Perfusion SPECT in Asperger Syndrome: Severe Bilateral Frontal,
Parietal and Temporal Hypoperfusion
Ne?e ?LG?N*, Nahide G?K?ORA*, K?v?lc?m G?C?YENER**
Asperger syndrome is an autistic psychopathy affecting boys predominantly and is characterised by deficits in verbal and non-verbal language, social skills, cognitive functioning and an abnormal repertoire of behaviours. Current research, however, has failed to identify the neurobiological mechanisms that underlie autism or those cortical brain regions, if any, that are abnormal. The other main characteristics of Asperger syndrome are solitariness, impaired empathy and emotional detachment, increased sensitivity at times with porous ideation. Circumscribed interest patterns and unusual styles of communication, specific developmental delays, including delays of language related skills, are much common when compared with other schizoid personality disorders and IQ is generally slightly above the average (1-3). In this case report, we present a severe bilateral frontal, parietal and temporal perfusion abnormality in a subject with Asperger syndrome. Previously right and/or left occipital hypoperfusion has been reported in Asperger syndrome (4-5).
A 21-year-old right handed male was admitted to the psychiatry unit because of affective lability, facial isolation and fame paranoid ideations. He had clumsy, tip-toe type walking and a monotonous speech with a high pitched voice. His cognitive abilities were highly developed (IQ level higher than 90) and was a graduate from the university; school of arts. He had intellectual interests such as reading science fiction, listening to classical music and painting. His motor behaviour was uncoordinated but no specific neurologic abnormality was observed other than his clumsy, small step tip-toe walking. His CT and MRI scan did not reveal any abnormality.
The patient was placed in quiet environment with an intravenous line for the injection of 15 mCi 99 m Tc-HMPAO. SPECT imaging was performed 10-30 minutes after the injection, using single heat SPECT (LEAP collimator, 360 degrees, 30 second/frame, 64x64 martix). Transaxial, sagittal and coronal images were obtained after reconstruction using a high frequency cut-off filter. The images showed a severely hypoperfused brain. Markedly abnormal bilateral frontal, parietal and temporal perfusion abnormalities were observed while perfusion was relatively spared in occipital cortex and anterior cingulate (Figure 1).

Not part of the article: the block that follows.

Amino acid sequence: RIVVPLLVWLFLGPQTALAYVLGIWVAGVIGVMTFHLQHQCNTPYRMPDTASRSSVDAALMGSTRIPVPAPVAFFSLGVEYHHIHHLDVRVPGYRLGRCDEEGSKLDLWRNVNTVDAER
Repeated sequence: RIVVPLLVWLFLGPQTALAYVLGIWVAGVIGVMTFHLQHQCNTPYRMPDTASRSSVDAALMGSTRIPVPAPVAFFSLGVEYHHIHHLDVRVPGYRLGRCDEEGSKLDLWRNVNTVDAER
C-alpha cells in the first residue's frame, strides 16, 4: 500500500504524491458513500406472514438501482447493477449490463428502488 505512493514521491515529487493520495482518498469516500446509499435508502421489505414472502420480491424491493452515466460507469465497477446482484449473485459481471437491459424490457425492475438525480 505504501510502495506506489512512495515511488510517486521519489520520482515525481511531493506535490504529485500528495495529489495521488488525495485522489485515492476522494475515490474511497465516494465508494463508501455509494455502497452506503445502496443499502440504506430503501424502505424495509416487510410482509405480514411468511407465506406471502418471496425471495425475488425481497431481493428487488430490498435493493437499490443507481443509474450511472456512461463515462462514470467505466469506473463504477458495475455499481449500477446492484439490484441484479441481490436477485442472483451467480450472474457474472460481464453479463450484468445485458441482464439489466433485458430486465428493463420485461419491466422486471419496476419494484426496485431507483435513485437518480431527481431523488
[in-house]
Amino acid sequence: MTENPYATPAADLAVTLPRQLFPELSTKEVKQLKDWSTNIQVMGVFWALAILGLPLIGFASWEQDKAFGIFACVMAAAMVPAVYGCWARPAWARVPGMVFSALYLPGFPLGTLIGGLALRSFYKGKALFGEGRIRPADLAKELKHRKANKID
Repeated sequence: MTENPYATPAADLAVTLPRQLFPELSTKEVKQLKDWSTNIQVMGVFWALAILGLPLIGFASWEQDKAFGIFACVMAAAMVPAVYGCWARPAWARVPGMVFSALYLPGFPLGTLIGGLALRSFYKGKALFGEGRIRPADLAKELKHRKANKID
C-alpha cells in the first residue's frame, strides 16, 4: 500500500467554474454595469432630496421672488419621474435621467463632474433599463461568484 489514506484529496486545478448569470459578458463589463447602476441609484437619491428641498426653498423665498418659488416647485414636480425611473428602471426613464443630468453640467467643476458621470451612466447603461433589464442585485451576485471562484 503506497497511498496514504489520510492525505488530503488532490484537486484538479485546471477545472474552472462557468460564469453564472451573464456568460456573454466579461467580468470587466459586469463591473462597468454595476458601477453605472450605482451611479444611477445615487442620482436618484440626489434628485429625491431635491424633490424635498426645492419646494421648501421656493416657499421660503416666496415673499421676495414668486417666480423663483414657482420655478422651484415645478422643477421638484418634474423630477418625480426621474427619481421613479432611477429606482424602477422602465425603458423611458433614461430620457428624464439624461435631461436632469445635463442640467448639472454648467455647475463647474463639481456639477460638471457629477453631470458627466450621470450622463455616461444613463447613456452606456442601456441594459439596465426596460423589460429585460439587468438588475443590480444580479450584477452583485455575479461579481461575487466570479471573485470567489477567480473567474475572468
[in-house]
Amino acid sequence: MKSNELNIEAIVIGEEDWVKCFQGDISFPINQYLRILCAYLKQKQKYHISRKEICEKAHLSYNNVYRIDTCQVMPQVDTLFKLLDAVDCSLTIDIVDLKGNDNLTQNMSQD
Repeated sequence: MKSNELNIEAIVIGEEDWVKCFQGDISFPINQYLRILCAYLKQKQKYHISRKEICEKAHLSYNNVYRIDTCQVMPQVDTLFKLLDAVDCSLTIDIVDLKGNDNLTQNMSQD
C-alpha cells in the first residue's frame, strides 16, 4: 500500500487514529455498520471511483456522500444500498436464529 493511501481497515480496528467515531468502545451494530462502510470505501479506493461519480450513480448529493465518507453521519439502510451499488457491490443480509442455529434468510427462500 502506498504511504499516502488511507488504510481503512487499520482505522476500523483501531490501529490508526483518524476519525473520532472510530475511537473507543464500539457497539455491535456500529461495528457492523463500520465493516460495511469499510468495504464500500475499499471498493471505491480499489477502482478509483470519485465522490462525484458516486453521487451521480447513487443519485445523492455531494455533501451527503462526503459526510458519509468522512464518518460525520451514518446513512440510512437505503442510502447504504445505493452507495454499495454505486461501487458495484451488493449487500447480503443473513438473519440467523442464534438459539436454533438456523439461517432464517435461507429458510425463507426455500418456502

During normal development of the brain hyperfrontality develops by the age of 1 to 2 years (6). The establishment of hyperfrontality is considered to be associated with the appearance of higher cortical functions and the disappearance of primitive reflexes. Therefore, in general, the absence of hyperfrontality might reflect delay of brain functional maturation. It is well known that autism is a behaviourally defined developmental disorder that refers to individuals with deficits in social interaction, communication and imaginative play, and range of interests and activities.
In this case, the loss of hyperfrontality is accompanied by bilateral, parietal and temporal hypoperfusion. In the absence of any structural brain abnormality, these hypometabolic areas may explain the functional state or pathology around the usual association areas which may be responsible for the characteristic features in autism. Even though various regional functional disturbances in central nervous system could be observed from case to case in subjects with Asberger syndrome, regional perfusion abnormalities in higher cortical areas observed by SPECT in the absence of any anatomically defined abnormalities may be a pattern reflecting the "state" of immature brain function rather than the "trait". On the other hand, this failure to function at high level association areas in autism may be due to a main underlying biochemical "neurotransmitter specific" abnormality which may then affect the brain metabolism. Further work is warranted for the elucidation of these theories and the "state versus trait phenomenon" in explanation of the regional perfusion abnormalities in higher cortical areas observed in Asberger syndrome.
ADDRESS FOR CORRESPONDENCE:
Dr. Ne?e ?LG?N
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Bah?elievler, Ankara, TURKEY